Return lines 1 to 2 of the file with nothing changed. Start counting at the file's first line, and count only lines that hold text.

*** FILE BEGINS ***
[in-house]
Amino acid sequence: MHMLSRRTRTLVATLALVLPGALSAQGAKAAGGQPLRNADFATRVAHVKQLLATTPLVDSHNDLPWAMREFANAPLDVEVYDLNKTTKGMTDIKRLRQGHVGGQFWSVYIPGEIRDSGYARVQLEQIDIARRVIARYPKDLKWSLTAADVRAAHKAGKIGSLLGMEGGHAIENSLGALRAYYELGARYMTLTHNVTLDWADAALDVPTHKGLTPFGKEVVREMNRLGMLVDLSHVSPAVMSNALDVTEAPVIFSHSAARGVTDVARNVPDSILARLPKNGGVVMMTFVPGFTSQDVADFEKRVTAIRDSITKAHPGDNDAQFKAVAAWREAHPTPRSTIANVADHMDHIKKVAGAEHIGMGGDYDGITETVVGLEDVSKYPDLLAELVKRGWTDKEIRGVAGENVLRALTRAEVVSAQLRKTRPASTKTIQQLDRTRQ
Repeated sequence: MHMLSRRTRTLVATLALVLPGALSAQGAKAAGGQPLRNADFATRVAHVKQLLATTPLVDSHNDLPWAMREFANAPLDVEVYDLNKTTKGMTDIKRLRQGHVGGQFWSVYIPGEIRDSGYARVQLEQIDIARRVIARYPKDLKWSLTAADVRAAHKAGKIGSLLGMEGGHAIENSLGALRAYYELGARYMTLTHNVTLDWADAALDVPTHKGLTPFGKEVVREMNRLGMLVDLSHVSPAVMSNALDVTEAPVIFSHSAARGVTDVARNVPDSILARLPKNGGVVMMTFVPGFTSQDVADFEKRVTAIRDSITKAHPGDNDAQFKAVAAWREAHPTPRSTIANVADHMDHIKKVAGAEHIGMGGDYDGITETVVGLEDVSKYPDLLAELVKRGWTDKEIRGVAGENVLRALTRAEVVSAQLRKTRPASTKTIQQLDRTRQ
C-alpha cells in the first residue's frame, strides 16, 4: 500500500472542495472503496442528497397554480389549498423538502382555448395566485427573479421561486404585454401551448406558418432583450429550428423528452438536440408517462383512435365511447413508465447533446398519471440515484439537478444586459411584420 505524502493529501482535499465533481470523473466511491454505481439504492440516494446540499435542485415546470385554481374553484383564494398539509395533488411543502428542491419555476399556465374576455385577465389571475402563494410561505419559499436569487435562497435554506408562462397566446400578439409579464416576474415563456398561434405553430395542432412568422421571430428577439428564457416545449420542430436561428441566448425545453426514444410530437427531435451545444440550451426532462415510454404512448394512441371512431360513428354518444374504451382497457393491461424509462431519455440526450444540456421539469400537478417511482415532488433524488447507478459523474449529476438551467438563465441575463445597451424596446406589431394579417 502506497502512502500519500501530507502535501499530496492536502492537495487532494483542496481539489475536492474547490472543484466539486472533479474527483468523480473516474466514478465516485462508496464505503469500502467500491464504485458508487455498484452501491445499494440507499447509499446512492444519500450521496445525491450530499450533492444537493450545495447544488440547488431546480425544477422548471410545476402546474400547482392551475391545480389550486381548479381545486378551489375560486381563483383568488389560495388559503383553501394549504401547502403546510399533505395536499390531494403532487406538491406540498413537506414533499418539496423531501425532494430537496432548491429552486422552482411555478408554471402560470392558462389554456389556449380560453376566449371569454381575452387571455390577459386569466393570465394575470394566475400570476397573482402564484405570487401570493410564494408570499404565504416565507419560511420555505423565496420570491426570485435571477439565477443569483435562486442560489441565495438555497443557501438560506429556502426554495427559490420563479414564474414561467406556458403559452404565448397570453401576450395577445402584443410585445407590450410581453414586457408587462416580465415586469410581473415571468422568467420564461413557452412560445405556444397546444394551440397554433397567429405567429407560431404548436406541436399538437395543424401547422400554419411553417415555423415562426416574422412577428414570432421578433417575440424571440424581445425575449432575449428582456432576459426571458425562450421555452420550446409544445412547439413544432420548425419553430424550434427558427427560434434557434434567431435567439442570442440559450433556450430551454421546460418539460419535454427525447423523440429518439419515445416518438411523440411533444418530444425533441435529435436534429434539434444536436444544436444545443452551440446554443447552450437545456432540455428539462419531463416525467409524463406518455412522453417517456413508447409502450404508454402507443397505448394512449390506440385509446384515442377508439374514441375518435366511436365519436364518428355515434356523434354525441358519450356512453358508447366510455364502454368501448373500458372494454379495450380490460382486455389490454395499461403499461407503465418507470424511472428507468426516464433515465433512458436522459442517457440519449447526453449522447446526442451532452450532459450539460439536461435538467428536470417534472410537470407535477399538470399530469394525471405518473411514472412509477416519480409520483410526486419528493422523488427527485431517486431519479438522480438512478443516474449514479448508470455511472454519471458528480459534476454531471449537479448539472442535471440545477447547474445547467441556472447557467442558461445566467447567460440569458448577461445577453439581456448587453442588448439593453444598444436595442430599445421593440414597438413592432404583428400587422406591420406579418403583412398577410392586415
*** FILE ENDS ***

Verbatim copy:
[in-house]
Amino acid sequence: MHMLSRRTRTLVATLALVLPGALSAQGAKAAGGQPLRNADFATRVAHVKQLLATTPLVDSHNDLPWAMREFANAPLDVEVYDLNKTTKGMTDIKRLRQGHVGGQFWSVYIPGEIRDSGYARVQLEQIDIARRVIARYPKDLKWSLTAADVRAAHKAGKIGSLLGMEGGHAIENSLGALRAYYELGARYMTLTHNVTLDWADAALDVPTHKGLTPFGKEVVREMNRLGMLVDLSHVSPAVMSNALDVTEAPVIFSHSAARGVTDVARNVPDSILARLPKNGGVVMMTFVPGFTSQDVADFEKRVTAIRDSITKAHPGDNDAQFKAVAAWREAHPTPRSTIANVADHMDHIKKVAGAEHIGMGGDYDGITETVVGLEDVSKYPDLLAELVKRGWTDKEIRGVAGENVLRALTRAEVVSAQLRKTRPASTKTIQQLDRTRQ